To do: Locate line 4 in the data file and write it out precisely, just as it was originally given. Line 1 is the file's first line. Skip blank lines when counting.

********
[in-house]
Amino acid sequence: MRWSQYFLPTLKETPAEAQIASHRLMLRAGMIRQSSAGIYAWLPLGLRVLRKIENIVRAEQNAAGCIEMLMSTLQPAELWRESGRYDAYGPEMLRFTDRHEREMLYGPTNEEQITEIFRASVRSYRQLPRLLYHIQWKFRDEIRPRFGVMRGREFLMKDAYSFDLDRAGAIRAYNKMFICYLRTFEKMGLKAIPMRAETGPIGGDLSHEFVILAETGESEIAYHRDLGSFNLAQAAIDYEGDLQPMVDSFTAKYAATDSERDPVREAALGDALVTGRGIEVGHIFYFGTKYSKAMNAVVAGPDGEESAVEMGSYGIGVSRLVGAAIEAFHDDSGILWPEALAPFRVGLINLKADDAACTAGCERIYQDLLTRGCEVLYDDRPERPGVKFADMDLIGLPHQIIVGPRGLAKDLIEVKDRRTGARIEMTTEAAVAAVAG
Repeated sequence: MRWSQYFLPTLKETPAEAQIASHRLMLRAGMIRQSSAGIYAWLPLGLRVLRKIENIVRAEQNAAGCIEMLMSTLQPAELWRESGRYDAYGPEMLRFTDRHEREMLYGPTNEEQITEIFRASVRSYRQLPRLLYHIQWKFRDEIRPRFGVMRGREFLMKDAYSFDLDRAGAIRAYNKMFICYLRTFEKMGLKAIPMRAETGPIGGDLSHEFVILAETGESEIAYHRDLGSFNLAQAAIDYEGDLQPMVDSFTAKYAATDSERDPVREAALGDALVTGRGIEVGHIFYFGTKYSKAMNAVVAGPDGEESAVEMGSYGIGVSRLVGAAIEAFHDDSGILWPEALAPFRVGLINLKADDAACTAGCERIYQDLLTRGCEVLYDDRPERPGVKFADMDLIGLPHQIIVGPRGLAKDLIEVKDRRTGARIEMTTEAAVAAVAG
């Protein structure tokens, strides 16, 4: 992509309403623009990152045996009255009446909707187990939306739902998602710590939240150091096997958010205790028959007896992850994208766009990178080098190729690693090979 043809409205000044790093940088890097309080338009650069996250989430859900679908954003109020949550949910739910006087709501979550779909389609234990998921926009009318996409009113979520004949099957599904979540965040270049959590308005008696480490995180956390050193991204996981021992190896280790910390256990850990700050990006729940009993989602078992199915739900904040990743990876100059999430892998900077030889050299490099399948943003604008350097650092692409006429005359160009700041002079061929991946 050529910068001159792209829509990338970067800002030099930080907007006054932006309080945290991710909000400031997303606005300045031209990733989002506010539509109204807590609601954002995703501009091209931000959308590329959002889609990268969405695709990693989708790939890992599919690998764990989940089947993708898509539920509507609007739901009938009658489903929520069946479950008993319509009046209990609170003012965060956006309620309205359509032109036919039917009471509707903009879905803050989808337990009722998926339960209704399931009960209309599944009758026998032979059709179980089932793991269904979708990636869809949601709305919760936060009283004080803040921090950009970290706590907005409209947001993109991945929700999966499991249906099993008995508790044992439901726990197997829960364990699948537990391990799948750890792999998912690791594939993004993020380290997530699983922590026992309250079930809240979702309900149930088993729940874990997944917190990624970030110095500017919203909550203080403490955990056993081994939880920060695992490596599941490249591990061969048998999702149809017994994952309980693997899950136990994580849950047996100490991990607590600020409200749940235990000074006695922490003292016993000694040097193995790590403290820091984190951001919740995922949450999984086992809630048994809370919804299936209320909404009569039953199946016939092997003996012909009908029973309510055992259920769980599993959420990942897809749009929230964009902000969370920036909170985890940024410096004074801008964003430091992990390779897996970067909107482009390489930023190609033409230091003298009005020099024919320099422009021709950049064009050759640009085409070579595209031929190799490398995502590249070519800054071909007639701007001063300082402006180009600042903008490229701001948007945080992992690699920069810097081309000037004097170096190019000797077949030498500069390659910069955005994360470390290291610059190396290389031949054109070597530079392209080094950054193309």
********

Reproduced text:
């Protein structure tokens, strides 16, 4: 992509309403623009990152045996009255009446909707187990939306739902998602710590939240150091096997958010205790028959007896992850994208766009990178080098190729690693090979 043809409205000044790093940088890097309080338009650069996250989430859900679908954003109020949550949910739910006087709501979550779909389609234990998921926009009318996409009113979520004949099957599904979540965040270049959590308005008696480490995180956390050193991204996981021992190896280790910390256990850990700050990006729940009993989602078992199915739900904040990743990876100059999430892998900077030889050299490099399948943003604008350097650092692409006429005359160009700041002079061929991946 050529910068001159792209829509990338970067800002030099930080907007006054932006309080945290991710909000400031997303606005300045031209990733989002506010539509109204807590609601954002995703501009091209931000959308590329959002889609990268969405695709990693989708790939890992599919690998764990989940089947993708898509539920509507609007739901009938009658489903929520069946479950008993319509009046209990609170003012965060956006309620309205359509032109036919039917009471509707903009879905803050989808337990009722998926339960209704399931009960209309599944009758026998032979059709179980089932793991269904979708990636869809949601709305919760936060009283004080803040921090950009970290706590907005409209947001993109991945929700999966499991249906099993008995508790044992439901726990197997829960364990699948537990391990799948750890792999998912690791594939993004993020380290997530699983922590026992309250079930809240979702309900149930088993729940874990997944917190990624970030110095500017919203909550203080403490955990056993081994939880920060695992490596599941490249591990061969048998999702149809017994994952309980693997899950136990994580849950047996100490991990607590600020409200749940235990000074006695922490003292016993000694040097193995790590403290820091984190951001919740995922949450999984086992809630048994809370919804299936209320909404009569039953199946016939092997003996012909009908029973309510055992259920769980599993959420990942897809749009929230964009902000969370920036909170985890940024410096004074801008964003430091992990390779897996970067909107482009390489930023190609033409230091003298009005020099024919320099422009021709950049064009050759640009085409070579595209031929190799490398995502590249070519800054071909007639701007001063300082402006180009600042903008490229701001948007945080992992690699920069810097081309000037004097170096190019000797077949030498500069390659910069955005994360470390290291610059190396290389031949054109070597530079392209080094950054193309």